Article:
Procurement is finally getting the opportunity to become more involved in contract management. Here are 10 questions contract managers should ask themselves to baseline the current skill set and prioritise areas of improvement.
Procurement’s involvement traditionally stopped after the contract was signed and handed to the operational team in the business. Deeper involvement throughout the life-cycle of a contract, including health checks and relationship management, is still rare.
This is problematic as procurement capabilities of staff outside the procurement team is generally low. In the 2014 CPO study, we found that capabilities of outplaced staff were at 45% in the public sector, at 40% in Industry and at a low 31% in the Services sector. This means contracts do not deliver the value promised during the sourcing process, a high level of contract leakage, scope creep and budget blowouts.
How to assess contract management capabilities
An assessment of current capabilities is the first step to improving contract management capabilities. Here are 10 questions that contract managers should use for a self-assessment:
1. Do I have a clear understanding of what’s required of me and others?
Without a clear understanding of what’s required, it is difficult to understand where you need to go.
2. Do I feel like I have appropriate knowledge and experience to manage this contract?
Many contract managers ignore issues because “I don’t know what I don’t know”.
3. Do I have access to helpful tools (such as templates, manuals, etc)?
You want highly paid contract managers to efficiently spend their time on administration.
4. Does the management of my contract follow a clear and documented plan?
The old saying is that if you fail to prepare, you prepare to fail.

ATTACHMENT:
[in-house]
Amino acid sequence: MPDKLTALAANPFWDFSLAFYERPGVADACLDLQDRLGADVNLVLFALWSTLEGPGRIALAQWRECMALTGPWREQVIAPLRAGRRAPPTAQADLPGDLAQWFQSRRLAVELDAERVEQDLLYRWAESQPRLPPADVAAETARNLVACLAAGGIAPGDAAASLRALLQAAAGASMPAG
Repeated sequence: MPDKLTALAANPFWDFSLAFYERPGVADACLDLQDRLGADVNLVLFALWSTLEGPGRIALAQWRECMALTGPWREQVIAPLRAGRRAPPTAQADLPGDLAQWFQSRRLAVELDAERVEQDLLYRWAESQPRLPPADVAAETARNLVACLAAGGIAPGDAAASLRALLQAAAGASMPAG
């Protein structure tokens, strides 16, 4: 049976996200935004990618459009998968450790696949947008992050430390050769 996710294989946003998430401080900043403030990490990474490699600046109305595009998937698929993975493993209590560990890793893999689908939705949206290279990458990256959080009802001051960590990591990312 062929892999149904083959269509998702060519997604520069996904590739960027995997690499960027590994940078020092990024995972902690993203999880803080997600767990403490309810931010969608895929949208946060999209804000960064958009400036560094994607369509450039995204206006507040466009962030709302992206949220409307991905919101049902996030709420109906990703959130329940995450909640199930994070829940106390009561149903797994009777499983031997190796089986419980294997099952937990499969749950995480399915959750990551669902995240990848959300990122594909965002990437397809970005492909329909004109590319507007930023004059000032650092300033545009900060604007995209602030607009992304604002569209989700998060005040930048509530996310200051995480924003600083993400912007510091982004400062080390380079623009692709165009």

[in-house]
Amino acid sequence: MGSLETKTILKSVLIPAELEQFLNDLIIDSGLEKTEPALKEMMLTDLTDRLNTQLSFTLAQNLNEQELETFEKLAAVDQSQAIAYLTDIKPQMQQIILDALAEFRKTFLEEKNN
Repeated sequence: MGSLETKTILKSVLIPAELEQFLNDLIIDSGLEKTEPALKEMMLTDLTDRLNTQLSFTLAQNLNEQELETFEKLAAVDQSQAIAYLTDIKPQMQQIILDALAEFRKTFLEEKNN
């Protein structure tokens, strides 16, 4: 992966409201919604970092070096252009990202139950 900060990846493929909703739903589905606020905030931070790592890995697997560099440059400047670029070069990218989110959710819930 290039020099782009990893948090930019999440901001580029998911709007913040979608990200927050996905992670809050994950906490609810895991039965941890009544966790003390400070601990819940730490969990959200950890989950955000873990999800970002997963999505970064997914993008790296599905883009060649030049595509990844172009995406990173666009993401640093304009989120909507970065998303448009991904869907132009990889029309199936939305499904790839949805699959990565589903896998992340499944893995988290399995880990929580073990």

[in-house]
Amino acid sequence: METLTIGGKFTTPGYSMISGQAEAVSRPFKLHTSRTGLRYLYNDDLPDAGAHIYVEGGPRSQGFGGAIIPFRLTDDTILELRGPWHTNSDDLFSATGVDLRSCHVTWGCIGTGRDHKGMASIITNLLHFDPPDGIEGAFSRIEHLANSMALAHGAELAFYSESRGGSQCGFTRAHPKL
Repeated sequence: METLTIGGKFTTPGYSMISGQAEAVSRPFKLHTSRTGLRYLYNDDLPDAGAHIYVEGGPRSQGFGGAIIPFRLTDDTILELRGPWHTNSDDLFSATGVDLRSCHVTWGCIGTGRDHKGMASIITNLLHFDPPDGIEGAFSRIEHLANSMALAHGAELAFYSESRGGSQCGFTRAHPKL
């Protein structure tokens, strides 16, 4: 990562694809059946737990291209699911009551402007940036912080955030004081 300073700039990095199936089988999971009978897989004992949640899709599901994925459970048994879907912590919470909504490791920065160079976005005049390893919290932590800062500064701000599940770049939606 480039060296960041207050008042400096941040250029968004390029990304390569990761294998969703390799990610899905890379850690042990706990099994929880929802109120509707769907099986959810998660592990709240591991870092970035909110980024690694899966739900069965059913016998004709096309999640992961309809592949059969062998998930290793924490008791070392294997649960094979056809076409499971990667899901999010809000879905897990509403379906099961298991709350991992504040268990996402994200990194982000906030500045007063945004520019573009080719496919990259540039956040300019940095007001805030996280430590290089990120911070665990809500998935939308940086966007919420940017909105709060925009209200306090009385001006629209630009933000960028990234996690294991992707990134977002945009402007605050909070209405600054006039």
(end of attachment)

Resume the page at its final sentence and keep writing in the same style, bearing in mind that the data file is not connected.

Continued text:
5. Is it clear how to communicate with the supplier?
Clear communication protocols, including formal meetings and a single point of contact at the supplier, mean molehill issues can be dealt with before they become mountains.
6. Does our supplier have a deep understanding of our organisation and what we need from them?
You’ll get most value from partners who “get” you because they understand your business.
7. Do we receive useful reports from our supplier?
If they are an inch thick and printed off, they probably aren’t helping you run your business.
8. Are performance measures in place so that you know if the service provider is doing a good job?
A small number of performance indicators helps you focus. Spend your time improving performance, not measuring it.
9. Do we proactively manage risk through a documented risk register with actions assigned and monitored?
Too many managers spend their time putting out fires. How many of those fires would never have started with good risk management practices?
10. How much of the value that your organisation anticipated at the beginning of the contract do you think it has actually received?
Throughout the sourcing process, someone made promises about what the business would get. When you’re spending significant money, you want the confidence that the results are obtained.
We typically ask for a rating on a scale from 0 (never) to 5 (always) for the first nine questions. Question 10 is measured on a scale from 0 (none) to 5 (full).
We recommend that any areas with a score lower than 3 should receive attention. For example, they can be addressed through targeted contract management training and clear instructions in the contract management manual.
Most importantly they need to be front of mind when developing contracts, so that the contract document supports the management of the contract. In this way you can work with the business to upskill the people and allow your procurement team to demonstrate its strategic value.